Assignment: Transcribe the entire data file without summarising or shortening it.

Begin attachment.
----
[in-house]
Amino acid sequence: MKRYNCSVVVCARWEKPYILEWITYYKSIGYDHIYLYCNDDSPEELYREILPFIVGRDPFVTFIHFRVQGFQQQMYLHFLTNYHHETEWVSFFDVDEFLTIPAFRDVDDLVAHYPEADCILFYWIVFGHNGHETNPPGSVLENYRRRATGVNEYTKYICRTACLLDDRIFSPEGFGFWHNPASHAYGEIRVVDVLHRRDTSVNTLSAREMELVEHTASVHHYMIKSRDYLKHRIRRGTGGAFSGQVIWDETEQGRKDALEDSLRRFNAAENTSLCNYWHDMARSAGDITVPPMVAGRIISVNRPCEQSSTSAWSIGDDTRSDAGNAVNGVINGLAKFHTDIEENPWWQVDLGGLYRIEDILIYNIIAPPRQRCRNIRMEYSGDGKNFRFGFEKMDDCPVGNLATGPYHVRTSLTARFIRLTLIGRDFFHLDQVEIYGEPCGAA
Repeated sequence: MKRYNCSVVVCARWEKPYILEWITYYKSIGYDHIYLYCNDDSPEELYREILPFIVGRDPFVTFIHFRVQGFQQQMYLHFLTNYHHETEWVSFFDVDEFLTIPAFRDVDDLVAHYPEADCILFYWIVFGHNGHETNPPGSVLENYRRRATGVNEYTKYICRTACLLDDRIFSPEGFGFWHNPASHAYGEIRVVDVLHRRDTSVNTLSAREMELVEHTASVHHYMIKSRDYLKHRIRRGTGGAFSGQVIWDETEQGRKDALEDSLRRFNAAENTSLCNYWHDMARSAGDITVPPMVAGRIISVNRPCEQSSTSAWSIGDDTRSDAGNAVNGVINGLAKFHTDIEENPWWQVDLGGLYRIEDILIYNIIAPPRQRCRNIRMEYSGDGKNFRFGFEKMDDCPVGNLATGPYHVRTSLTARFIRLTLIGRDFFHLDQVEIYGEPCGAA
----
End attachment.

[in-house]
Amino acid sequence: MKRYNCSVVVCARWEKPYILEWITYYKSIGYDHIYLYCNDDSPEELYREILPFIVGRDPFVTFIHFRVQGFQQQMYLHFLTNYHHETEWVSFFDVDEFLTIPAFRDVDDLVAHYPEADCILFYWIVFGHNGHETNPPGSVLENYRRRATGVNEYTKYICRTACLLDDRIFSPEGFGFWHNPASHAYGEIRVVDVLHRRDTSVNTLSAREMELVEHTASVHHYMIKSRDYLKHRIRRGTGGAFSGQVIWDETEQGRKDALEDSLRRFNAAENTSLCNYWHDMARSAGDITVPPMVAGRIISVNRPCEQSSTSAWSIGDDTRSDAGNAVNGVINGLAKFHTDIEENPWWQVDLGGLYRIEDILIYNIIAPPRQRCRNIRMEYSGDGKNFRFGFEKMDDCPVGNLATGPYHVRTSLTARFIRLTLIGRDFFHLDQVEIYGEPCGAA
Repeated sequence: MKRYNCSVVVCARWEKPYILEWITYYKSIGYDHIYLYCNDDSPEELYREILPFIVGRDPFVTFIHFRVQGFQQQMYLHFLTNYHHETEWVSFFDVDEFLTIPAFRDVDDLVAHYPEADCILFYWIVFGHNGHETNPPGSVLENYRRRATGVNEYTKYICRTACLLDDRIFSPEGFGFWHNPASHAYGEIRVVDVLHRRDTSVNTLSAREMELVEHTASVHHYMIKSRDYLKHRIRRGTGGAFSGQVIWDETEQGRKDALEDSLRRFNAAENTSLCNYWHDMARSAGDITVPPMVAGRIISVNRPCEQSSTSAWSIGDDTRSDAGNAVNGVINGLAKFHTDIEENPWWQVDLGGLYRIEDILIYNIIAPPRQRCRNIRMEYSGDGKNFRFGFEKMDDCPVGNLATGPYHVRTSLTARFIRLTLIGRDFFHLDQVEIYGEPCGAA